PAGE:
K12 Headlines

4/7/2014

4/7/2014

School officials have commissioned an enrollment study to determine if the drop in students is part of a larger demographic shift that is being felt in many suburban school districts or if it is yet another lingering effect of the school shooting that claimed the lives of 20 children and six educators in December 2012.

4/7/2014

Twenty-seven states mandate that schools provide programs or services to gifted children. Michigan is not among that group. Nor is Michigan among the 32 states that have a mandate to identify children who are gifted.

4/7/2014

One hundred ninth-graders will effectively start college this fall when they enter a six-year academy where they will earn an associate's degree upon graduation and a chance to be "first in line" for a job at IBM.

4/7/2014

The Nutrients for Life Foundation and Discovery Education are launching a new online program, “From the Ground Up: The Science of Soil,” designed to teach middle school students about soil science and nutrients in agriculture. The program includes lesson plans, interactive tools bilingual family activities and more.

4/7/2014

The New York State United Teachers cited the "failed" rollout of Common Core academic standards, and related student tests and teacher evaluations, in calling for removal of New York Education Commissioner John B. King Jr.

4/4/2014

4/4/2014

McLean County Medical Society is sponsoring a Human Anatomy Cadaver Dissection Lab for advanced-level high school students interested in careers in medicine. Labs, which will cost no money but offer no credit, will be limited to students who have the interest, maturity and intelligence to work on dissection.

4/4/2014

The Bangor School Committee approved a $43.7 million budget for fiscal year 2015, an increase of 2.42 percent over this year’s budget. The increase is to accommodate the rising costs of personnel and utilities coupled with a nearly $1 million decrease in funding from the state.

4/4/2014

Eric Williams, currently superintendent for Virginia’s York County schools, will become the new superintendent overseeing Loudoun County Public Schools' more than 65,000 students as of this summer. He will succeed Dr. Edgar B. Hatrick III, who has served as superintendent for 23 years.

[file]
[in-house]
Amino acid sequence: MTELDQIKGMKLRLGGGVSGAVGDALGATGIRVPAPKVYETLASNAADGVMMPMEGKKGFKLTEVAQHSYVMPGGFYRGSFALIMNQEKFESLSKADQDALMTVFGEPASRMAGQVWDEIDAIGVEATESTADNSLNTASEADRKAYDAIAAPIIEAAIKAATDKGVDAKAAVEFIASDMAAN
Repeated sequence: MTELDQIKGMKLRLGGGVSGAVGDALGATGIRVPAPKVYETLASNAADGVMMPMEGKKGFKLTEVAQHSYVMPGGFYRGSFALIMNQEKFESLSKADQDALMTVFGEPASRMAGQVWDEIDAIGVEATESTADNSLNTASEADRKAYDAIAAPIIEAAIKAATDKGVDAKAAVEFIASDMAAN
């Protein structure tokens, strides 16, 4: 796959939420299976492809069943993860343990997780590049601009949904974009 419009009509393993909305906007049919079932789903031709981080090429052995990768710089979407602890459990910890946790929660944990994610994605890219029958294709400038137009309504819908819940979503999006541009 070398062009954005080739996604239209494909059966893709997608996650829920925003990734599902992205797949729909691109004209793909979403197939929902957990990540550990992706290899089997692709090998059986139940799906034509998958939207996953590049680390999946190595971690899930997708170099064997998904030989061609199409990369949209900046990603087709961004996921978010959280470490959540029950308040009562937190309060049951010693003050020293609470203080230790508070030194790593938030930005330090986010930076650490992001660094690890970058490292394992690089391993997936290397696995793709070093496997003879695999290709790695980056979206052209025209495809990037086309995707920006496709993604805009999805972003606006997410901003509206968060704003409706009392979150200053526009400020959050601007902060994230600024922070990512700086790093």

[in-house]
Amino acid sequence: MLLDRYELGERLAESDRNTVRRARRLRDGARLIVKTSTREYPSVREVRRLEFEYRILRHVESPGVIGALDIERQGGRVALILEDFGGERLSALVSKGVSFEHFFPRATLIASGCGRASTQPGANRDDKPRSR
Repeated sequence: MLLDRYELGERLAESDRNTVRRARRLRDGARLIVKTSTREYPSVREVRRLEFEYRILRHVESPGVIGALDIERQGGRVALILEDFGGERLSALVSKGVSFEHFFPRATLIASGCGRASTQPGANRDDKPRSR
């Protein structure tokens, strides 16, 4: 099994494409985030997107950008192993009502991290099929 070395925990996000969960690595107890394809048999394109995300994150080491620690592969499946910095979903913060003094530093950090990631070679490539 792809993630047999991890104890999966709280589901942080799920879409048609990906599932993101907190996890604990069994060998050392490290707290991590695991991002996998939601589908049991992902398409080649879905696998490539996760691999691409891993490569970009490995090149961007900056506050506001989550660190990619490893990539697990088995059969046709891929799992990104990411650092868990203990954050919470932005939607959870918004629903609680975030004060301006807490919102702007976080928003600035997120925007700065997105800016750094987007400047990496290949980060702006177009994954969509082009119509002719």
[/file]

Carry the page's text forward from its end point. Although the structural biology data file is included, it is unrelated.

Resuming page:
4/4/2014

The Buffalo School Board voted to terminate Faith Morrison Alexander, a chief of school leadership, and Yamilette Williams, chief of curriculum, assessment and instruction, because they lacked the New York district leader certification needed to do their jobs. Despite earlier intentions to try to retain them as interns, there were too many job responsibilities they could not fulfill in that role.

4/4/2014

Under current state law, seniority is used as the sole factor in staffing decisions in Pennsylvania's districts, with the recent exception of Philadelphia. House Bill 1722 presents an opportunity for the state to fix this and protect excellent teachers by reforming the practice of seniority-based layoffs.

4/4/2014

Northampton's school committee named John Provost, currently the superintendent of the North Brookfield Public Schools, as the city's new superintendent. He will replace Brian Salzer, who left the post for a job in Germany after only two years.

4/4/2014

The new visual learning programs build on ST Math’s pre-K through fifth grade curricula and expand middle and high school offerings, which were limited to intervention and fluency programs. The new programs are ST Math: Grade 6, ST Math: Middle School Supplement and ST Math: High School Intervention.

4/4/2014

Faced with a $75 million shortfall, the Camden City School District announced plans to eliminate 575 positions, resulting in as many as 400 layoffs. The layoffs are attributed to declining enrollment, overspending and cuts in federal funding. The cuts amount to a 32 percent reduction in central office staffing and 20 percent in school staffing.

4/4/2014

StudentFirst Academy's charter board, which won state approval to open the west Charlotte charter school in August, cited ever-deepening financial problems as it surrendered its state charter on April 3. On that night, board members began telling parents that their students’ last day would be April 11.

4/4/2014

In addition to four other school renovations totaling over $116 million, Lowell's school board voted to make the proposed $245.4 million addition and renovation of Lowell High School its priority building project. The city is submitting funding requests for all five projects to the Massachusetts School Building Authority for potential reimbursement.

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